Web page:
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PIANOo-desk; a network of practice on public procurement (PIANOo-desk)

Published on: 01/06/2009
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On this platform, with almost 3,000 members, government buyers exchange information by asking questions to each other and give each other answers. This can be done worldwide, 24 hours a day, seven days a week. What makes PIANOo-desk stand out is that PIANOo never used the concept of a knowledge centre, where experts tell the stakeholders what the “truth is. On the contrary, PIANOo used always the concept that knowledge is to be found in the community of its main stakeholders (people involved in public procurement all over the country). But this knowledge is, so to speak, hidden in this community and PIANOo has to make it visible. This is done by intensive use of ICT. PIANOo-desk helps to find colleagues who can answer specific questions, and to receive relevant information based on metadata such as tags, topics or popularity. PIANOo-desk offers extensive options for interactive development of ideas and sharing knowledge. The «Discussions» and «Polls» features make gathering information and opinions easy and orderly. These features are also ideal for time-independent and location-independent consultation. Colleagues can discuss matters and exchange information in a structured manner.PIANOo-desk exists for more than 4 years now and we are convinced it is a successful example of the use of internet technology for daily work.

The essence of this concept is that knowledge is not (only or mostly) present with the spider within the network (PIANOo) but rests with the practitioners and scientists. PIANOo sees it mainly as its task to organise the information streams and to translate the information into knowledge. As the national success was huge and recognized in other countries we are now supporting the European Public Procurement Laboratory, a kind of PIANOo-desk on a European scale. Other European initiatives on public procurement, like Sustainable Public Procurement are joining this network.

Policy Context

Target groups of PIANOo are all organizations that have to apply the Brussels rules on public procurement (Directive 2004/18/EC).

Description of target users and groups

Target users are people from public organisations involved in public procurement from all over the country: municipalities, provinces, water boards, ministries, police, schools, universities etc.

The largest part of the users stems from municipalities (38%) and central government (26%). About 30 percent of the users are female. Everybody in public organizations who has something to do with purchasing is welcome at PIANOo-desk. An analysis learned that about 180 different functions were filled in. Aggregation of these functions shows that about half of the total population is directly related to procurement. Other large groups are management (about 10%), policymaking (5%) and juridical (5%). 

At the moment we have about forty communities or subgroups. Each subgroup has its own moderator who is responsible for the acceptance of new members and the content within that group. Ten are related to the background of the organization (e.g. central government, municipality, water board), which is the first cluster of groups. The second cluster of  fifteen groups concerns co-operation between organisations. Mostly geographically clustered  municipalities use PIANOo-desk as their virtual office. They inform each other of tenders to come and invite others to participate. Information about ongoing tenders is shared. The third cluster of fifteen communities is thematically of nature. Examples are eprocurement, jurisdiction, Works, ICT, and so on.

Description of the way to implement the initiative

The challenge for PIANOo is to influence or even manage the coordination of the informally shared knowledge at PIANOo-desk by monitoring and coordinating the knowledge sharing, but with the acknowledgment of the informal nature of the community of practice. That is why we chose to act basically as a moderator. We maintain the online platform of the network and manage the common issues within the platform.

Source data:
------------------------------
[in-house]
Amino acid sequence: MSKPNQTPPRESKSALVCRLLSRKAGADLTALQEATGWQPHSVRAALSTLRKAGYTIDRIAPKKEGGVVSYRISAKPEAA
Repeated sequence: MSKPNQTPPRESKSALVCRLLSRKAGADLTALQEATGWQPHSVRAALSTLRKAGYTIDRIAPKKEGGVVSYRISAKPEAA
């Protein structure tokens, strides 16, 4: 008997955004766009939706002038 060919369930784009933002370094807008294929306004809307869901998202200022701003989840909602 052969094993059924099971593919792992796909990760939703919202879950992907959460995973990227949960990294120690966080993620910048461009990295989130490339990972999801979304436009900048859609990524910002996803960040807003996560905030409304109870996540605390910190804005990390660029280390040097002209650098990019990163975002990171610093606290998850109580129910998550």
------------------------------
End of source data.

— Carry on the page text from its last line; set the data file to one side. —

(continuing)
Besides functioning as a moderator we also take the role of stimulator. In this role we share knowledge to stimulate the members to participate. The final goal is to encourage the knowledge sharing within the network. We do this by contacting people who asked a question but received no answer within a week. We ask if they received an answer in another way (by mail or phone). If they indeed received a satisfying answer we then ask them to put the answer on PIANOo-desk so that others can learn from it. If there was no reaction we search for someone who can answer the question, based on our knowledge of the members of the network. If even this won’t work we give an answer ourselves although this is seldom necessary.

Frequently Asked Questions are bundled by PIANOo and made available on the Internet portal through the so-called subway map.  People with specific expertise will be invited to speak at meetings or will be interviewed in our magazine. We also see this as a form of remuneration for the provision of time and knowledge.

In order to deal with difficult matters PIANOo set up two expert groups, one on legislative aspect and the other on economic aspects of public procurement. A professor of one of our universities is appointed as a chairman and members are approached by PIANOo on the basis of their knowledge of the subject matter and their ability of conceptual thinking. These expert groups are fed by discussions of practioners  on PIANOo-desk. Discussions which keep coming back or discussions with a lot of pros and cons; both indicating that a definite answer is difficult to give. The experts dive into the matter and come up with their vision on the matter. This vision is translated in understandable Dutch and published on paper and on our portal (reward) as well as on PIANOo-desk to give the practioners the possibility to further improve the document.

Technology solution

Technology choice: Mainly (or only) open standards

Main results, benefits and impacts

In many organisations knowledge management is primarily focused on making knowledge explicit and promoting sharing knowledge by means of ICT tools. Many projects start energetically but most projects die in an early stage. In this chapter we try to explain the reasons for the success of PIANOo-desk. In our opinion there are three intangible indicators that contribute to the success of PIANOo-desk.

The first factor is the growing interest in management for public procurement. PIANOo was founded as a direct result of the detection of fraud in the building sector. At the same time the Ministry of Economic Affairs published an in-depth research on the compliance of contracting authorities with the directives on European tenders. Results were such that it was concluded that professionalisation was needed. Also accountability, the necessity to obtain an auditor’s approval (which included public procurement) raised attention. The other managerial aspect is savings. More and more managers have discovered that you can save money (reduce costs) with professional public procurement.